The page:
Wednesday, September 26, 2012

Economic Debate

1) Should capital gains be taxed? Matt Yglesias argues against (HT: Greg Mankiw); Ezra Klein argues for rates more comparable to income tax rates.

2) Merit pay for teachers? Becker say yes; Posner says no.

A couple things on Posner's response:
The average IQ and home environment of students in different classes may differ significantly, random factors may affect their future success, and there can be spillover effects from other classes.
Good value add studies can deal with the first two points, and variation is also why many recommend tying value add merit pay for a teacher to a running three year average. I am also confused by his discussion of IQ later in the piece; value add studies are meant to control for these sorts of things.

The last point in the above quotation is the most important. How big, exactly, are team effects? And do they matter? They don't matter much at all at the lower grades (usually K-5) because a student has only one teacher, but what about at higher grades? Posner's example:
Suppose for example that a mediocre teacher teaches English, and a superb teacher teaches the same students history. Both teachers require essays. The superb teacher improves the students’ writing skills, and that in turn improves their performance in their English class, making the English teacher look better than he or she really is.
My guess is that if a history teacher significantly improves a student's writing, he is also significantly improving the student's knowledge of history (otherwise he's not exactly doing his job...) and a student's test scores in history will significantly improve, as well. The history teacher will get a bonus if history scores are part of merit pay, so he is still incentivized, but what about the English teacher? If we are talking about high school, the history teacher's students will probably be spread out among all the English teachers. Any increase in writing skills that he imparts above other history teachers will average out and not affect an English teacher's relative position with regards to other English teachers, and the English teachers will just get paid a little more than they should. No problems there.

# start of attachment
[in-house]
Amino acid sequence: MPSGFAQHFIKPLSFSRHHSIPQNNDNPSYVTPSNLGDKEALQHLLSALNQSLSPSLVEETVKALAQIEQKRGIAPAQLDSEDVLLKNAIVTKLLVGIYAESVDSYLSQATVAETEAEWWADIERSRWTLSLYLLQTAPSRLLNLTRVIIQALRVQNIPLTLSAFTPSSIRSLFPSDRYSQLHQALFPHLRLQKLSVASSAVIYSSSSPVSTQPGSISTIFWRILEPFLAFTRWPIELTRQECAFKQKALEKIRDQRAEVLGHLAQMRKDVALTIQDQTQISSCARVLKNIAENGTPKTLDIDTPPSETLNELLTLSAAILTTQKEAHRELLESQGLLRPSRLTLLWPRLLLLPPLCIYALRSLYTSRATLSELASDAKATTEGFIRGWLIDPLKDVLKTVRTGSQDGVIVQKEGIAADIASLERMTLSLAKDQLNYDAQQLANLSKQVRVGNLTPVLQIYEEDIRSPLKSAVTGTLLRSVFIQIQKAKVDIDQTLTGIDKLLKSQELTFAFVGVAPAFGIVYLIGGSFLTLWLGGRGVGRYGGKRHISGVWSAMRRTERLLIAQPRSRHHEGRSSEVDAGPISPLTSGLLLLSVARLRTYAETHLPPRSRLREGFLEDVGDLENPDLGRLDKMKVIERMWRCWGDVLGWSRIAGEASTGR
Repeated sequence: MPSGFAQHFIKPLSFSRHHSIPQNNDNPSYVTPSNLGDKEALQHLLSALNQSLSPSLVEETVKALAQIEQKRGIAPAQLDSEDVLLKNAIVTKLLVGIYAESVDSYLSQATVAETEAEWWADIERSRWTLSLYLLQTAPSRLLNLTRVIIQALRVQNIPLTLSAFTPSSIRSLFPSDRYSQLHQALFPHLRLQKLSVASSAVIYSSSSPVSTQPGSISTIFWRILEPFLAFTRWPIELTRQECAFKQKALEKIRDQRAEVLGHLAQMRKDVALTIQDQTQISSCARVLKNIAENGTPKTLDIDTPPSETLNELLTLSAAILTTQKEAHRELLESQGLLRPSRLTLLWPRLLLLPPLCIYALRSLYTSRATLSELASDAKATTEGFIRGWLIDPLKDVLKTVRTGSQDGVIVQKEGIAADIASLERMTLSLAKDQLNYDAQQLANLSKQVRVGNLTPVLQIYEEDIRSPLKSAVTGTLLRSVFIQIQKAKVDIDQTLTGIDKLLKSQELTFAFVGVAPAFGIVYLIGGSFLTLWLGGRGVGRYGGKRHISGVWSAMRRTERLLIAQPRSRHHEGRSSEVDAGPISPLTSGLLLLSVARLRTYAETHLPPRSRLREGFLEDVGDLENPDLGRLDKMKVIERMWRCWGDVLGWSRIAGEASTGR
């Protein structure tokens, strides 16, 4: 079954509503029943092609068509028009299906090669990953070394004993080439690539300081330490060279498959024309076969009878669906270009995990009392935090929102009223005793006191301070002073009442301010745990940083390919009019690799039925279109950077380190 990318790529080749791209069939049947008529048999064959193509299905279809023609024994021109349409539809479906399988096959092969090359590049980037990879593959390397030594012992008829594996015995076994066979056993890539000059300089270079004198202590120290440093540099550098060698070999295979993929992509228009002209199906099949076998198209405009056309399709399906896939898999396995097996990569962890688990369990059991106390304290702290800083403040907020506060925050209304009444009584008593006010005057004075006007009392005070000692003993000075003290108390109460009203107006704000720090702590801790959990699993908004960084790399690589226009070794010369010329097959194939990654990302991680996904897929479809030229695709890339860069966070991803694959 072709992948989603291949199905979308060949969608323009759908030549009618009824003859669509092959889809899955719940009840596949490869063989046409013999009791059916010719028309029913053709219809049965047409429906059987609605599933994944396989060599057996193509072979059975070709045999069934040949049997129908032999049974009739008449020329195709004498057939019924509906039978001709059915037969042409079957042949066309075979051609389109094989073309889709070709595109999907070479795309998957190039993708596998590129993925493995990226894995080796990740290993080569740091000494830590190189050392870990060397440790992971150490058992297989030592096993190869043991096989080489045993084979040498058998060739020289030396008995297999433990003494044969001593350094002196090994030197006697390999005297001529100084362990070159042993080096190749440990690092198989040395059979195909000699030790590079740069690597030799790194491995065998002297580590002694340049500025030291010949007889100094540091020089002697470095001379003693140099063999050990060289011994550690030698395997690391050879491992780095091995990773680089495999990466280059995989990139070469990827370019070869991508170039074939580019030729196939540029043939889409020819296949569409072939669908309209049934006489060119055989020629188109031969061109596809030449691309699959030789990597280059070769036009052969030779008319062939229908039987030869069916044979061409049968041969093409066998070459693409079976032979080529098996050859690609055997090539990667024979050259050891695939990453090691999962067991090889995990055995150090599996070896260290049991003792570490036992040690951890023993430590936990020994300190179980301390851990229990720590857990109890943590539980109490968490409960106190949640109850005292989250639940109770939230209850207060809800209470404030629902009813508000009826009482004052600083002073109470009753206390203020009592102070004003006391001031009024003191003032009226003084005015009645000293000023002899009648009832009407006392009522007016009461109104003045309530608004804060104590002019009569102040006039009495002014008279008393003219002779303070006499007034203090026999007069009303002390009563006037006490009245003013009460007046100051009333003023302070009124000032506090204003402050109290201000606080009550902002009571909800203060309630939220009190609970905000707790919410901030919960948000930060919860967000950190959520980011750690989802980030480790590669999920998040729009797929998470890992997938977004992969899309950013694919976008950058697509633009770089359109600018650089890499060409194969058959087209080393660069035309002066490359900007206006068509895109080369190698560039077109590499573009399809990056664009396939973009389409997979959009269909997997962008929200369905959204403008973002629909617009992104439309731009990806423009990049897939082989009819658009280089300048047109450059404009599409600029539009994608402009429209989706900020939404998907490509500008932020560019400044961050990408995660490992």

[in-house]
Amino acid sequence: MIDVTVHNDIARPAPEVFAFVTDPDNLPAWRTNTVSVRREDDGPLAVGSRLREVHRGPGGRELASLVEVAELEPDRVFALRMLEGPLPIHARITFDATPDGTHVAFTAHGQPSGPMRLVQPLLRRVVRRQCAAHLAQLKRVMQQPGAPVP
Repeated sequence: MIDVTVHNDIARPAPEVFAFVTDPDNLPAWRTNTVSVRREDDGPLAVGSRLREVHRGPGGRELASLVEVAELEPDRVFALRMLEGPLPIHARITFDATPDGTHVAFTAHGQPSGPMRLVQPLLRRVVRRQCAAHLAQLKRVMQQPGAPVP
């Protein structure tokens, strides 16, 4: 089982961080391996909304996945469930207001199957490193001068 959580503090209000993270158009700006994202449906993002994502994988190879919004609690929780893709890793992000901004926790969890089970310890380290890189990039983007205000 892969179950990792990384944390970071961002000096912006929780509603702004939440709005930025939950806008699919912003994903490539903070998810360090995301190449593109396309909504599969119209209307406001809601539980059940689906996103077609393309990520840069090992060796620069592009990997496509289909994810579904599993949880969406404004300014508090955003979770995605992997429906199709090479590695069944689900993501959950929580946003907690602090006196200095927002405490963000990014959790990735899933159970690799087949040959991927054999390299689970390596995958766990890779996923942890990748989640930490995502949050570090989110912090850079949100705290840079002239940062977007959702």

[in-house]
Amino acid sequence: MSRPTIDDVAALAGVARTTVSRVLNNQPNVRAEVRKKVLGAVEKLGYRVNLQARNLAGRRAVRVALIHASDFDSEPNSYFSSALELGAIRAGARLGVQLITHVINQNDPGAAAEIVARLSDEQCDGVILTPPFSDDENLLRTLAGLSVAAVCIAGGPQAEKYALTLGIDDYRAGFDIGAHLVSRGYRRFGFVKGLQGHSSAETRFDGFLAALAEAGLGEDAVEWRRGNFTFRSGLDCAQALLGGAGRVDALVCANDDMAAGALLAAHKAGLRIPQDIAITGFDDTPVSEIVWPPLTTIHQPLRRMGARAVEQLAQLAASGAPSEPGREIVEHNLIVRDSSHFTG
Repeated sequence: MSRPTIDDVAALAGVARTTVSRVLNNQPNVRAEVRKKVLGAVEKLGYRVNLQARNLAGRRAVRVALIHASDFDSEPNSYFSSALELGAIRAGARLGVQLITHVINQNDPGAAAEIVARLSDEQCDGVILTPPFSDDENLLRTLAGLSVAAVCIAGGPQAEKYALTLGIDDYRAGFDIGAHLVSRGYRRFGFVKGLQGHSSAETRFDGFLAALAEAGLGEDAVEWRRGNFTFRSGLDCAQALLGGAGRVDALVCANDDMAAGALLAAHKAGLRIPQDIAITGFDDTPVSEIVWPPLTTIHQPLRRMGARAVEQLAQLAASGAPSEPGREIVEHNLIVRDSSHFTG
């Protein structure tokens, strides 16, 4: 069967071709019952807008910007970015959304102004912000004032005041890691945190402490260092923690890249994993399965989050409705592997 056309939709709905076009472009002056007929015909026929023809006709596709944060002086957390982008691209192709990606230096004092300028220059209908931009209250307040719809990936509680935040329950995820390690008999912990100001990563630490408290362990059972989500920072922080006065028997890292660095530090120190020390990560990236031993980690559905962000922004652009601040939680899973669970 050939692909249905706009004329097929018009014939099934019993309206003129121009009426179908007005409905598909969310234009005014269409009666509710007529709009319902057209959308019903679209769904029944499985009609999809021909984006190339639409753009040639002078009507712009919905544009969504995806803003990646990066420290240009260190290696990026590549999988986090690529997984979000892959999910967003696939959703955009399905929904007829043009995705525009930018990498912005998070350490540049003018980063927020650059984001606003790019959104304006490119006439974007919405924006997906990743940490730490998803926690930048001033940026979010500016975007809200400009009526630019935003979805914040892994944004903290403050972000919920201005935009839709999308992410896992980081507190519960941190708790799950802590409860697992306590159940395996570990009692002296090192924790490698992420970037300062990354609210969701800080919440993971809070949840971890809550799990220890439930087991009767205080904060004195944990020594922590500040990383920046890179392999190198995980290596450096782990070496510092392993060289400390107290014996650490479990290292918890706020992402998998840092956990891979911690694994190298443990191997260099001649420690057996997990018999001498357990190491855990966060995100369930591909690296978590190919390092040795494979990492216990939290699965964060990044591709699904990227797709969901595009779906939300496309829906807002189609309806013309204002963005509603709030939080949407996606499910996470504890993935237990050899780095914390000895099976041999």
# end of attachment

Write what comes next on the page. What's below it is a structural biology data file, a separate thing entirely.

But what about cases where one history teacher and one English teacher teach the same set of students? Many middle schools have teams set up in this way. Then there is a potential problem if team effects are large because one English teacher's value add score can be artificially inflated by a history teacher on the same team and change the relative quality ranking among English teachers which could affect hiring and firing decisions. Here Posner has a point.

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